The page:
One of the most prominent discoveries of recent neuroscience is the finding that neurogenesis, the formation of new neurons, can occur in the adult brain. While it was previously thought that neurogenesis occurs only in developmental stages, recent breakthrough research has revealed novel analyses about the brain, specifically its inherent plastic nature. Plasticity is not just an attribute of the brain; many bodily mechanisms exhibit plastic properties, as well, including the pain pathway. Sensitization, or the lowered sensitivity threshold of pain-responsive receptors with increased stimulation, is one such example of plasticity in the pain response. Interestingly, mechanisms of pain and neurogenesis have been shown to be connected. Research indicates an inverse relationship between pain and neurogenesis: fewer neurons will form as pain is enhanced. Patients with Alzheimer’s disease, a disease in which adult neurogenesis occurs at a slower rate than normal, report a higher pain tolerance. The present study was designed to investigate if the administration of galantamine and nicotine, both of which are acetylcholine agonists but have opposing effects on neurogenesis, have effects on pain behavior associated with varying degrees of neurogenesis. We hypothesize that if neurogenesis increases with galantamine administration and decreases with administration of nicotine, the mice should display significantly more pain behavior in galantamine conditions when compared to both nicotine subjects and controls because of the increased number cells involved in the pain pathway that form in conjunction with new neurons. Such findings would establish a correlation between either increased pain threshold or analgesia and drug-induced neurogenesis. The general trend observed indicated that with increased neurogenesis, the subject exhibited more pain during the formalin test. Limitations and future research are discussed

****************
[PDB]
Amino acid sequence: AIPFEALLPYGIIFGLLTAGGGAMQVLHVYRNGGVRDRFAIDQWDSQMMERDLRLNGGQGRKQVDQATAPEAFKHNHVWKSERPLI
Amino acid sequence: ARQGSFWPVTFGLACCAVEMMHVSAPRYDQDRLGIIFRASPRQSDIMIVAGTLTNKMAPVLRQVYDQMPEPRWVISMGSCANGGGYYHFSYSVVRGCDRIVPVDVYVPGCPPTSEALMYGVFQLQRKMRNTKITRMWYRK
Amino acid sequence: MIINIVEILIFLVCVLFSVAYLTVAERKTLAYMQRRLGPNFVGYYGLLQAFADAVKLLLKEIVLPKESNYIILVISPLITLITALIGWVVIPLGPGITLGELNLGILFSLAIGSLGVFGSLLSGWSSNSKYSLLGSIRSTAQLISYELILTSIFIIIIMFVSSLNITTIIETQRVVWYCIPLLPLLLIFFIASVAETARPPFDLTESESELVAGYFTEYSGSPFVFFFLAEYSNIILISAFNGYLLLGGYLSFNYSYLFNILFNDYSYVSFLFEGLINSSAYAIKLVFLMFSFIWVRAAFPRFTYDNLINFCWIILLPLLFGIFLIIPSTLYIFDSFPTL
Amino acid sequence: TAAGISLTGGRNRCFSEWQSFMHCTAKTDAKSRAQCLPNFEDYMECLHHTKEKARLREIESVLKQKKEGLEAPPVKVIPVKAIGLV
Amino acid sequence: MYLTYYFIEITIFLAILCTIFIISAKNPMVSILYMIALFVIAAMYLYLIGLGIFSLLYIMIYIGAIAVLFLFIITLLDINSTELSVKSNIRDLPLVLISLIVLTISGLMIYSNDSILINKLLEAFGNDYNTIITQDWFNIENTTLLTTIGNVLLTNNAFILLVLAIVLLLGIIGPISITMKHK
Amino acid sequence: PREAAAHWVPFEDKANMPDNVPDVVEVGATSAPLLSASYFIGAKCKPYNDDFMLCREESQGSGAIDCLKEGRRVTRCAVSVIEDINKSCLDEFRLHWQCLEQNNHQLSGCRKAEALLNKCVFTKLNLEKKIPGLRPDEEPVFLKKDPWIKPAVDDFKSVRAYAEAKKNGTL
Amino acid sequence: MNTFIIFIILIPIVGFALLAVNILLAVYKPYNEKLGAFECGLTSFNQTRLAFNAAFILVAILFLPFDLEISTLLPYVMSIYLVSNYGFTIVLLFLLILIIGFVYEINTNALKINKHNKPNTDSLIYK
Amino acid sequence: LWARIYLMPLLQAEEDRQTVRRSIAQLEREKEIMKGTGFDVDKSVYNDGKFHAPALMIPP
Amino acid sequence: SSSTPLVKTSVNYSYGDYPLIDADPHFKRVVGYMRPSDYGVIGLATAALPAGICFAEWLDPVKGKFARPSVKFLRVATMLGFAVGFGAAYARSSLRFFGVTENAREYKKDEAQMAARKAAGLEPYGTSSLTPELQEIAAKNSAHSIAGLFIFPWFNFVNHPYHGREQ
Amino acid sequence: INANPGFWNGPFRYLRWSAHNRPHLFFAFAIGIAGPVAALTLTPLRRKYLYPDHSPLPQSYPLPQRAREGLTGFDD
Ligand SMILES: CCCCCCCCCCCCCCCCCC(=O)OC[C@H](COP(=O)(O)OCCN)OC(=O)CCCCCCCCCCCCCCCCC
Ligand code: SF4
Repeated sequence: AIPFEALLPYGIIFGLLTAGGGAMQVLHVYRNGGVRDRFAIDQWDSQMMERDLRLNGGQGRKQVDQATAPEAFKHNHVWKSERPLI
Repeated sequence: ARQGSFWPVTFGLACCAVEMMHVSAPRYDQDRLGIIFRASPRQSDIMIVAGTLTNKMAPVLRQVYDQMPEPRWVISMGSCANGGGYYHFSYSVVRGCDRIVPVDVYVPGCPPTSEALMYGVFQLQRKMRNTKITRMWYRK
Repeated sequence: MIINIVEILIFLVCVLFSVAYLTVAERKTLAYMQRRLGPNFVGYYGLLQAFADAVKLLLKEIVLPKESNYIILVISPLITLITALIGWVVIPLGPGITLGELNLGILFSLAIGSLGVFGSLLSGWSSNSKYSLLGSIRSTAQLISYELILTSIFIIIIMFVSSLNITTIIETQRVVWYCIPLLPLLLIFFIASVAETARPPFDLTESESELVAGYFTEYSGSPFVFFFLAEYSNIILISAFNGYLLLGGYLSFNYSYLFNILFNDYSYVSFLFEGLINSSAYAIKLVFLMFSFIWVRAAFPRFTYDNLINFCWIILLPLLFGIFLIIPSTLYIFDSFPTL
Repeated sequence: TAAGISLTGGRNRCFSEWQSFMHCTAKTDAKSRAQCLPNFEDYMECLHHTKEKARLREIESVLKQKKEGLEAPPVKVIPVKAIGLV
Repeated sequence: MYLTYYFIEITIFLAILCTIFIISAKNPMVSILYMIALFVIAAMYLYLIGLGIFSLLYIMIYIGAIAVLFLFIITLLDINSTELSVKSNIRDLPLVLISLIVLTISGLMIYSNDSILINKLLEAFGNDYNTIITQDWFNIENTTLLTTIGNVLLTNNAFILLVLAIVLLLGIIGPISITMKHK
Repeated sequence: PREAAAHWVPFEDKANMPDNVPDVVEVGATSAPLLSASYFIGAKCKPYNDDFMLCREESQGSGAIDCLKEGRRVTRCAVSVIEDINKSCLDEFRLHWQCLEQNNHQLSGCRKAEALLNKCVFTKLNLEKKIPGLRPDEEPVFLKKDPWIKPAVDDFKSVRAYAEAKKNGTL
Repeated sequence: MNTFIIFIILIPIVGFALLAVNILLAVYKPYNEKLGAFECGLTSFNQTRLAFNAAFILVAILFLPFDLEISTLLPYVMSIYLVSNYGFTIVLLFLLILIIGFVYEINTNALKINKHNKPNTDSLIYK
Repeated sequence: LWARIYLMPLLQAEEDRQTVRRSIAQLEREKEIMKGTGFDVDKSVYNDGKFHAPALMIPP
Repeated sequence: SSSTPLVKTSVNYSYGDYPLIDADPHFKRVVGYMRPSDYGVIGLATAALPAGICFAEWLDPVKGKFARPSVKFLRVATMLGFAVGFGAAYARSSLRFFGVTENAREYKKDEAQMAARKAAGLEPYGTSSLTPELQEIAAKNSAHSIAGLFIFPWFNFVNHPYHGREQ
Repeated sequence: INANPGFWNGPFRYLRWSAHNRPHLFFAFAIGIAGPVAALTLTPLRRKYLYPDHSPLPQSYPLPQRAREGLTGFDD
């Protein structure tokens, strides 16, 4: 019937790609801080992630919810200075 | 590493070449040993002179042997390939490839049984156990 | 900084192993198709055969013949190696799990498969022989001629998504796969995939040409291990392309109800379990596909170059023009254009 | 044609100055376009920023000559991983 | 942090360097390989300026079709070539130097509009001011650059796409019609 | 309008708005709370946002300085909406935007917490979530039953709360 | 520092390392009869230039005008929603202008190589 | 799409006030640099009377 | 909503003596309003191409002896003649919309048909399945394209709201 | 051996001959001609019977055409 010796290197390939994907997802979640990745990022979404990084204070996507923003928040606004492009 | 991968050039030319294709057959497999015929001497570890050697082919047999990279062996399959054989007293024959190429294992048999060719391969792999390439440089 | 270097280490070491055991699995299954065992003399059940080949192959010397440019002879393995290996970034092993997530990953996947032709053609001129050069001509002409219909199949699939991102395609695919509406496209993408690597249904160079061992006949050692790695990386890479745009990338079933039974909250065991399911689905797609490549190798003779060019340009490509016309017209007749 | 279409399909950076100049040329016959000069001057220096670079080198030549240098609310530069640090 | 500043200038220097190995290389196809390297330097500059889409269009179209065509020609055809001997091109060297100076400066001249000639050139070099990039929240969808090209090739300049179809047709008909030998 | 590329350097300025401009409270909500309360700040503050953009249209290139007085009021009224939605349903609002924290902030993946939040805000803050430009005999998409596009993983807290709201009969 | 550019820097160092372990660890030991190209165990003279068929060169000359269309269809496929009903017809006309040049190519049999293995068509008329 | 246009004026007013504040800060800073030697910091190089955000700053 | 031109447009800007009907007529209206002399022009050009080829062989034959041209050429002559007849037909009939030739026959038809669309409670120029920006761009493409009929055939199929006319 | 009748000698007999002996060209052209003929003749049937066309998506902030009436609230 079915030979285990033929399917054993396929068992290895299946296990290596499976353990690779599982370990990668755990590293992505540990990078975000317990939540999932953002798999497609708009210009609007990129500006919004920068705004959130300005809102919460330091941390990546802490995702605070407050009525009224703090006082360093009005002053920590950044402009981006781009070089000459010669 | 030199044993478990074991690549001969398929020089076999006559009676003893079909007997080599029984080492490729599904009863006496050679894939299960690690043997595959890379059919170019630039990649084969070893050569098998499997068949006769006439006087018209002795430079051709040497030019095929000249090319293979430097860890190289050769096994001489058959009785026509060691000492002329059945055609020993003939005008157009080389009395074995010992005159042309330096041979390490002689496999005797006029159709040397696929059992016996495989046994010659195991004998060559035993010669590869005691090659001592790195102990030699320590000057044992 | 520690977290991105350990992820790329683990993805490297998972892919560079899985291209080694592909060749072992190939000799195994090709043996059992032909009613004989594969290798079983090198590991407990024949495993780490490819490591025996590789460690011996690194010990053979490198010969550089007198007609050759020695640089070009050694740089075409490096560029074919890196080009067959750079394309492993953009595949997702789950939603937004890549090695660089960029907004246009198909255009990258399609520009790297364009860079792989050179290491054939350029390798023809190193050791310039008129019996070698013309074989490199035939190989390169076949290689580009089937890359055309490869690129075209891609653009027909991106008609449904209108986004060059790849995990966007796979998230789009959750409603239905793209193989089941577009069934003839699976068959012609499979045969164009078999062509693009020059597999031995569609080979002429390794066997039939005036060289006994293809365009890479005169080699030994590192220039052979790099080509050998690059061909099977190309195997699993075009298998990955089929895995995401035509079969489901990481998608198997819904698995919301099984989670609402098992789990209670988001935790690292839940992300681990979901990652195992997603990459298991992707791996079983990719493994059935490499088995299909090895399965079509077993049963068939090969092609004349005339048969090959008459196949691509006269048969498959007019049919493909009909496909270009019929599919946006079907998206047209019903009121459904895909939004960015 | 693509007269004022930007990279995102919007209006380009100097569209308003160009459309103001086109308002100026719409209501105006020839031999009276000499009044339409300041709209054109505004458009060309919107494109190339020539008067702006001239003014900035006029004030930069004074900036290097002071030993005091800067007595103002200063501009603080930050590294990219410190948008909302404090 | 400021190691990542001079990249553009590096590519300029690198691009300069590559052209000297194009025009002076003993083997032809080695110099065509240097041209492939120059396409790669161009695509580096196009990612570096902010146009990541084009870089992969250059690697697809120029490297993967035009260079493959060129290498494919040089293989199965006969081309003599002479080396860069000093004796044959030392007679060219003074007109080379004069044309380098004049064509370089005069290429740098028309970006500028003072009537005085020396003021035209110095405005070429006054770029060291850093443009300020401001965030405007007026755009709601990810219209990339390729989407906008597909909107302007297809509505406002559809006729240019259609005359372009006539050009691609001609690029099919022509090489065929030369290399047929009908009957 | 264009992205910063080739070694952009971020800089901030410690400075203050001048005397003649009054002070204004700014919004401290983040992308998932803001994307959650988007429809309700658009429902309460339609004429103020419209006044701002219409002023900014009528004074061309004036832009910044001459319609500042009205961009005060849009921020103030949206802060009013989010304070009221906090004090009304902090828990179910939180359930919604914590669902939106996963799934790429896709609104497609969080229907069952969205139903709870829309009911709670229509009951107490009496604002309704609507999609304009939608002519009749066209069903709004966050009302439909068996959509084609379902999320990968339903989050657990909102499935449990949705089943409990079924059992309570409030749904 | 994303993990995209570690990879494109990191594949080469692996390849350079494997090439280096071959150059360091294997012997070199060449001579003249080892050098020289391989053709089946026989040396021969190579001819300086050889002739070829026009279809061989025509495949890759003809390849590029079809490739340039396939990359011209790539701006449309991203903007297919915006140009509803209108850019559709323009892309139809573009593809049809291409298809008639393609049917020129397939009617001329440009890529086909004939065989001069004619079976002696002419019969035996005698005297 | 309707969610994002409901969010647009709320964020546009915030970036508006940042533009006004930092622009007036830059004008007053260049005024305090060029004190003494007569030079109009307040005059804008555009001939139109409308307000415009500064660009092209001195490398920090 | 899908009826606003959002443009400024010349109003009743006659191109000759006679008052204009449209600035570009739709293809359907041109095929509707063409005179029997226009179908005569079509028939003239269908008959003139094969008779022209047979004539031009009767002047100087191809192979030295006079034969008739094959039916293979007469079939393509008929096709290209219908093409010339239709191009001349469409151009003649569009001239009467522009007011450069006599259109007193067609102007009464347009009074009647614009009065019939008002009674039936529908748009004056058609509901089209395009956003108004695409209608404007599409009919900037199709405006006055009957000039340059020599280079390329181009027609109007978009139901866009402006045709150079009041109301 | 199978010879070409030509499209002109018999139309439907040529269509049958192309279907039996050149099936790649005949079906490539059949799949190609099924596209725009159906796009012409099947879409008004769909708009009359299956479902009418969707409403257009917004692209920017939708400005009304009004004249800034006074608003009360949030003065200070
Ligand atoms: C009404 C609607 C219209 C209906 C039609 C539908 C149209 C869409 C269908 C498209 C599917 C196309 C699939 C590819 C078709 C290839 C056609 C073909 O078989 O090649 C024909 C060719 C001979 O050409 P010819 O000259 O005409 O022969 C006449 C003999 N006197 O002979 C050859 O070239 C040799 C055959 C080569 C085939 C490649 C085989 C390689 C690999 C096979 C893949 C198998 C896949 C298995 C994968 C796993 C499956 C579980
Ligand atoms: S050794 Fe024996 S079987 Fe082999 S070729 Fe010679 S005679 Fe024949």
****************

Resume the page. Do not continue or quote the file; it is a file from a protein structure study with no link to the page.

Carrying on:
To submit an update or takedown request for this paper, please submit an Update/Correction/Removal Request.